Blonde is not supposed to be based on real events from Monroe's life, but a fictionalized account of her life as told in Oates' novel. However, Herold highlights the fact that director Andrew Dominik wasn't troubled by clarifying fact and fiction.

"I'd guess that when people watch films that portray the lives of real people, they will assume that much of it is real," Herold added, pointing to an interview Dominik had with the British Film Institute where he said it doesn't matter whether audiences believed this account of Monroe's life is real or not.

"He clearly exploited everything we culturally associate with Marilyn Monroe (sex, fame, drugs, death) in a way that denigrates her humanity," Herold said.

Blonde contains a number of fantastical elements, including unusual camera techniques, violent dream sequences, and even a conversation between Monroe and her unborn fetus. British movie critic Mark Kermode said on Kermode & Mayo's Take podcast that Blonde should be thought of as a horror movie.

"I don't think the genre particularly matters," Herold said. "I'd guess that instinct to try and excuse this kind of violent, exploitative portrayal comes mostly from male critics."

The New York Times film reviewer Manohla Dargis wrote that director Dominik "is so far up Marilyn Monroe's vagina in Blonde that he can't see the rest of her."

"Reductive, ghoulish and surpassingly boring," wrote Ann Hornaday of the Washington Post before stating that Blonde may have invented a new movie genre — "necro-fiction."

The representation of abortions onscreen in movies and television shows have taken on even more significance during at a time when Roe v. Wade has been overturned by the US Supreme Court.

Ana de Armas and Andrew Dominik
Lead actress Ana de Armas, left, and director Andrew Dominik are pictured on the set of "Blonde." The Netflix movie has been accused of exploitation. Netflix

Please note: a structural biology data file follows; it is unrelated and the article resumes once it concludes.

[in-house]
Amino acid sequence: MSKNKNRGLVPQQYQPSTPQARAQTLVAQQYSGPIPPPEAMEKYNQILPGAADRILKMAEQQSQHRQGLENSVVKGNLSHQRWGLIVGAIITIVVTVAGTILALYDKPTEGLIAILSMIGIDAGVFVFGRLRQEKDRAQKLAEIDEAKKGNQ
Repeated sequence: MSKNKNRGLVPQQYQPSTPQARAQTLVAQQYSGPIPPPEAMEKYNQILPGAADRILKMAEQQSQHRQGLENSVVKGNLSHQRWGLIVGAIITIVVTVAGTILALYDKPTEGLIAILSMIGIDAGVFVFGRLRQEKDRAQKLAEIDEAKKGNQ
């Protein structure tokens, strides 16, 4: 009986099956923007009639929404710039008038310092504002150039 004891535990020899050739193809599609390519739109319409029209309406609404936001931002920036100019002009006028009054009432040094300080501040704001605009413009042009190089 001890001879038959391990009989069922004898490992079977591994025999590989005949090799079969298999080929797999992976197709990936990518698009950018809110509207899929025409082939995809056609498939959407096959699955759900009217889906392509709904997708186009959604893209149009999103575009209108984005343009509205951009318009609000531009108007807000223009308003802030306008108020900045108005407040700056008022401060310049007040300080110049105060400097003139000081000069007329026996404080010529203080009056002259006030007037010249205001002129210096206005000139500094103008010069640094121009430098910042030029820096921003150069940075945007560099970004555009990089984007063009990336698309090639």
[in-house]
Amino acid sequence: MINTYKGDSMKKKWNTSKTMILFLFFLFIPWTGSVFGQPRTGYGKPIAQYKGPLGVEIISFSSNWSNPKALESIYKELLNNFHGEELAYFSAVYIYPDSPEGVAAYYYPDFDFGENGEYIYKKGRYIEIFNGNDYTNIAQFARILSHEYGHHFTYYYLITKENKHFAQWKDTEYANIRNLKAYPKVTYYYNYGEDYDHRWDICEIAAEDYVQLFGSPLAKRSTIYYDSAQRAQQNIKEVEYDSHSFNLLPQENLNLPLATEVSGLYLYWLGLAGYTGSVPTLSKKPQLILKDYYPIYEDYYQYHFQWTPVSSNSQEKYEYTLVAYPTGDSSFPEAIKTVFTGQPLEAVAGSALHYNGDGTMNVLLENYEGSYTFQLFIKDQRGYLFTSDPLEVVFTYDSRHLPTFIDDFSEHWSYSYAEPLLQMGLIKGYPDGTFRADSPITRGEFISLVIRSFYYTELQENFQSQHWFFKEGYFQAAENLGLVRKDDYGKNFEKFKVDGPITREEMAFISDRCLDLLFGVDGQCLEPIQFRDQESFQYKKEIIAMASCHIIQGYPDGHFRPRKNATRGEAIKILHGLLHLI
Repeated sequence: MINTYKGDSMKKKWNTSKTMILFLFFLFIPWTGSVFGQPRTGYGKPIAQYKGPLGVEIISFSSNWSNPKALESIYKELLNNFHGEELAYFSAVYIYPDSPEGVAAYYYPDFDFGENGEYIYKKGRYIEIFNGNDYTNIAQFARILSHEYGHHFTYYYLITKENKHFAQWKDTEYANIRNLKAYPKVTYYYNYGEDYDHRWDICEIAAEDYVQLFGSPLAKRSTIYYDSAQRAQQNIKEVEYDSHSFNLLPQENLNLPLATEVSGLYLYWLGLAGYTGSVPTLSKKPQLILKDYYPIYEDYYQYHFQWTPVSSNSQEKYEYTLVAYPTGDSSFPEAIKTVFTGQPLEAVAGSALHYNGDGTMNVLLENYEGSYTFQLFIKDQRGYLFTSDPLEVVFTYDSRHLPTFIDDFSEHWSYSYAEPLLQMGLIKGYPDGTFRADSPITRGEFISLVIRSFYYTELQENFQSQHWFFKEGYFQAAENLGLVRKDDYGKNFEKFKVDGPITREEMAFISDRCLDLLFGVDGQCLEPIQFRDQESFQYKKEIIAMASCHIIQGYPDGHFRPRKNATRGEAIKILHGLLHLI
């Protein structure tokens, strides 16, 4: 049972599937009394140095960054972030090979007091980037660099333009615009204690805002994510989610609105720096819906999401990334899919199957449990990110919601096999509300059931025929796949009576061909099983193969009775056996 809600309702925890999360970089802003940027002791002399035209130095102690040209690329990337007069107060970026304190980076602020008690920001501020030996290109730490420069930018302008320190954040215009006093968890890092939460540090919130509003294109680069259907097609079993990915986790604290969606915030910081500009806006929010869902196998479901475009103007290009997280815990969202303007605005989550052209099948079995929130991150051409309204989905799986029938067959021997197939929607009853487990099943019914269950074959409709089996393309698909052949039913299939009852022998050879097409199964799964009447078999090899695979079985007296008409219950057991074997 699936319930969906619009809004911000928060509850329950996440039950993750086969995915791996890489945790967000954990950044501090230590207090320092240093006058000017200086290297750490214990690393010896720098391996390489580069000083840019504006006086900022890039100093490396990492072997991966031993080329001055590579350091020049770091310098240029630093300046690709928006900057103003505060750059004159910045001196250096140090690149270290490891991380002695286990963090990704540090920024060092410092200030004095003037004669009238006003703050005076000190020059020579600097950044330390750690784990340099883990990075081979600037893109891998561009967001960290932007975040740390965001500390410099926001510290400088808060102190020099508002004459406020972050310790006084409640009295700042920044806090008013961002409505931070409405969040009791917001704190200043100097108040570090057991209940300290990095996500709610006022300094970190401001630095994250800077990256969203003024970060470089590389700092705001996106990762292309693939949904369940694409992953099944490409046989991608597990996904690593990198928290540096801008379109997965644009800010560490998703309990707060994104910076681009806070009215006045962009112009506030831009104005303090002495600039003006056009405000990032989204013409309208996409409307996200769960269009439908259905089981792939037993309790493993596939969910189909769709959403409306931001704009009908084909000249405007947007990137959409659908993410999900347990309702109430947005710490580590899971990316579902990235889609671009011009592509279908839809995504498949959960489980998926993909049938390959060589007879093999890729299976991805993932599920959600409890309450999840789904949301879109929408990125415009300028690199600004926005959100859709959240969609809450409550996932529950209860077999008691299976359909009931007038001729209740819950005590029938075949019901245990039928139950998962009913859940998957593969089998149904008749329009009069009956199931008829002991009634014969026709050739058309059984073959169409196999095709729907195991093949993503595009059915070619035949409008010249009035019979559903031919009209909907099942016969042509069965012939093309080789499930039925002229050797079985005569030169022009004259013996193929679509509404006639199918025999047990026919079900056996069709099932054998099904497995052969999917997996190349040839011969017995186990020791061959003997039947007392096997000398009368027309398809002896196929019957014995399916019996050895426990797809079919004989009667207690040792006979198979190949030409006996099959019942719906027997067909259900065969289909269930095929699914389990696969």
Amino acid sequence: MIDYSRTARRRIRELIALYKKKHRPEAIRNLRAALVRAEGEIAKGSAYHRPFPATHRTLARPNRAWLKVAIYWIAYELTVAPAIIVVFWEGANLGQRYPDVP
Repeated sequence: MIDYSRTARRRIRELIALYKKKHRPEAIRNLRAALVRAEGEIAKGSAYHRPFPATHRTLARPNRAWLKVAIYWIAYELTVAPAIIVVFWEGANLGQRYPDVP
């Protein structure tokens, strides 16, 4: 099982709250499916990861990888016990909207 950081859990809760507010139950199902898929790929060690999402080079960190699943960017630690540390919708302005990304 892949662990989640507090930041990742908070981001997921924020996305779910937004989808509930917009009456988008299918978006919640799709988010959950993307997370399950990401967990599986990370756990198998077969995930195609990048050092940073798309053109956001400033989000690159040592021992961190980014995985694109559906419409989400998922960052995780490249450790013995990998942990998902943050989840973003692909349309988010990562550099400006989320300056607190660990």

"Movies and TV help people make sense of the world, and it's important to know what messages these media are conveying about abortion, particularly since we no longer have a legal right to abortion in the US," Herold said.

"Movies can address and challenge [...] misinformation, giving audiences a glimpse into who gets abortions and what that the experience is really like; or they can double down on stigmatizing tropes and inaccuracies, entrenching cultural conflict about abortion."

According to Herold, Blonde falls into the latter category, but there are TV shows and movies that have done an "excellent job" at providing accurate and fair depictions of abortions onscreen.

Recent episodes of P-Valley and Station 19 are good examples, according to Herold, as well as movies such as Unpregnant and Little Woods.

She also says that viewers should look out for Call Me Jane, an upcoming dramatization of the story of The Janes, a clandestine network of women aiding abortion that was recently the subject of a HBO documentary.

"Particularly in this post-Roe moment — I do not think [Blonde] single-handedly undoes a lot of the progress we've seen with regards to abortion depictions. That gives this film too much credit." Herold said.

"But it does contribute to stigmatizing narratives about abortion, the infantilization of abortion patients, the literal personification of the fetus as engaged in hostile, confrontational conversations with the pregnant person - in short, nothing good."

Newsweek has reached out to Netflix for further comment.